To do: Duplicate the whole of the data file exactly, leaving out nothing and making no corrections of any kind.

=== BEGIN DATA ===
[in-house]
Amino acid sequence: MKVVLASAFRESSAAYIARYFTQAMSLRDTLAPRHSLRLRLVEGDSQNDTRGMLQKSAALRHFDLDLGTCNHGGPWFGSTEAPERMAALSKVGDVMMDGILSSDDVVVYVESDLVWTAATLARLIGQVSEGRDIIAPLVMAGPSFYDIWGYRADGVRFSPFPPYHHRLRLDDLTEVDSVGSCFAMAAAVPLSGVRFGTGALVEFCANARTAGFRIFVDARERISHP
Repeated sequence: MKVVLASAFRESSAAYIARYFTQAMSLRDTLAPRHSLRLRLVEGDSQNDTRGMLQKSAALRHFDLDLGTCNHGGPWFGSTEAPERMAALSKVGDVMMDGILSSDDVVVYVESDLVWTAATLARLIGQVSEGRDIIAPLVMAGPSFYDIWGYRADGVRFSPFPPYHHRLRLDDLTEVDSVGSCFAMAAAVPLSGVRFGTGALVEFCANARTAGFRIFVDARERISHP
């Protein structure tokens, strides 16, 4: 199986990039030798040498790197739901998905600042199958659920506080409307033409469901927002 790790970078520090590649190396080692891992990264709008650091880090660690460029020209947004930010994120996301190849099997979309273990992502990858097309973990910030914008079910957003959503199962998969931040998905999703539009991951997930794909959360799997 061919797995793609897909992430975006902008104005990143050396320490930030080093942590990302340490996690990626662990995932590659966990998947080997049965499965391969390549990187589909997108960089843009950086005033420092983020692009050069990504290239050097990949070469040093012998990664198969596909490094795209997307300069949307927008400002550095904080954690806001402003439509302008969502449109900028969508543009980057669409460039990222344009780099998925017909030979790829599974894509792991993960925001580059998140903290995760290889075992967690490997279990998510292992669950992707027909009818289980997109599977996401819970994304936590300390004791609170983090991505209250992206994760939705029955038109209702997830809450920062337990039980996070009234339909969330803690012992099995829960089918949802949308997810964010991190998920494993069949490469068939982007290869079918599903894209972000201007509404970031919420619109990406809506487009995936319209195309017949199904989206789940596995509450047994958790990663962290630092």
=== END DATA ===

[in-house]
Amino acid sequence: MKVVLASAFRESSAAYIARYFTQAMSLRDTLAPRHSLRLRLVEGDSQNDTRGMLQKSAALRHFDLDLGTCNHGGPWFGSTEAPERMAALSKVGDVMMDGILSSDDVVVYVESDLVWTAATLARLIGQVSEGRDIIAPLVMAGPSFYDIWGYRADGVRFSPFPPYHHRLRLDDLTEVDSVGSCFAMAAAVPLSGVRFGTGALVEFCANARTAGFRIFVDARERISHP
Repeated sequence: MKVVLASAFRESSAAYIARYFTQAMSLRDTLAPRHSLRLRLVEGDSQNDTRGMLQKSAALRHFDLDLGTCNHGGPWFGSTEAPERMAALSKVGDVMMDGILSSDDVVVYVESDLVWTAATLARLIGQVSEGRDIIAPLVMAGPSFYDIWGYRADGVRFSPFPPYHHRLRLDDLTEVDSVGSCFAMAAAVPLSGVRFGTGALVEFCANARTAGFRIFVDARERISHP
């Protein structure tokens, strides 16, 4: 199986990039030798040498790197739901998905600042199958659920506080409307033409469901927002 790790970078520090590649190396080692891992990264709008650091880090660690460029020209947004930010994120996301190849099997979309273990992502990858097309973990910030914008079910957003959503199962998969931040998905999703539009991951997930794909959360799997 061919797995793609897909992430975006902008104005990143050396320490930030080093942590990302340490996690990626662990995932590659966990998947080997049965499965391969390549990187589909997108960089843009950086005033420092983020692009050069990504290239050097990949070469040093012998990664198969596909490094795209997307300069949307927008400002550095904080954690806001402003439509302008969502449109900028969508543009980057669409460039990222344009780099998925017909030979790829599974894509792991993960925001580059998140903290995760290889075992967690490997279990998510292992669950992707027909009818289980997109599977996401819970994304936590300390004791609170983090991505209250992206994760939705029955038109209702997830809450920062337990039980996070009234339909969330803690012992099995829960089918949802949308997810964010991190998920494993069949490469068939982007290869079918599903894209972000201007509404970031919420619109990406809506487009995936319209195309017949199904989206789940596995509450047994958790990663962290630092």